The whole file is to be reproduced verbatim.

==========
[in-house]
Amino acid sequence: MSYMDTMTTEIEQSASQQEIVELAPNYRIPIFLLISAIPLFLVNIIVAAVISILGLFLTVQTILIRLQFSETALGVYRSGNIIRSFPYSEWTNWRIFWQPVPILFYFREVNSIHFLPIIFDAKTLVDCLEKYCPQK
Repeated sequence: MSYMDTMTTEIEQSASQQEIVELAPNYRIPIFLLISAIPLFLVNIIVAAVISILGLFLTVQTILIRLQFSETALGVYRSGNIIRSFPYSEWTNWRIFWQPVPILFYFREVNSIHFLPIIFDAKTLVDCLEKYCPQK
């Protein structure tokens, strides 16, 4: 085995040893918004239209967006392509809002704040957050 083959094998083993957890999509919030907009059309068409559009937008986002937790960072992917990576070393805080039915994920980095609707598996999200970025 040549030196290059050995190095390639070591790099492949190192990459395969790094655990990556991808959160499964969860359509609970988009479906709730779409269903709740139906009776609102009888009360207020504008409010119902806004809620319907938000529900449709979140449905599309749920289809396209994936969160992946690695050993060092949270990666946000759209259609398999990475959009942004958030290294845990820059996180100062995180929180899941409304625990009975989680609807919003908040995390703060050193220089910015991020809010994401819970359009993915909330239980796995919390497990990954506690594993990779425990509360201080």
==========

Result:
[in-house]
Amino acid sequence: MSYMDTMTTEIEQSASQQEIVELAPNYRIPIFLLISAIPLFLVNIIVAAVISILGLFLTVQTILIRLQFSETALGVYRSGNIIRSFPYSEWTNWRIFWQPVPILFYFREVNSIHFLPIIFDAKTLVDCLEKYCPQK
Repeated sequence: MSYMDTMTTEIEQSASQQEIVELAPNYRIPIFLLISAIPLFLVNIIVAAVISILGLFLTVQTILIRLQFSETALGVYRSGNIIRSFPYSEWTNWRIFWQPVPILFYFREVNSIHFLPIIFDAKTLVDCLEKYCPQK
């Protein structure tokens, strides 16, 4: 085995040893918004239209967006392509809002704040957050 083959094998083993957890999509919030907009059309068409559009937008986002937790960072992917990576070393805080039915994920980095609707598996999200970025 040549030196290059050995190095390639070591790099492949190192990459395969790094655990990556991808959160499964969860359509609970988009479906709730779409269903709740139906009776609102009888009360207020504008409010119902806004809620319907938000529900449709979140449905599309749920289809396209994936969160992946690695050993060092949270990666946000759209259609398999990475959009942004958030290294845990820059996180100062995180929180899941409304625990009975989680609807919003908040995390703060050193220089910015991020809010994401819970359009993915909330239980796995919390497990990954506690594993990779425990509360201080």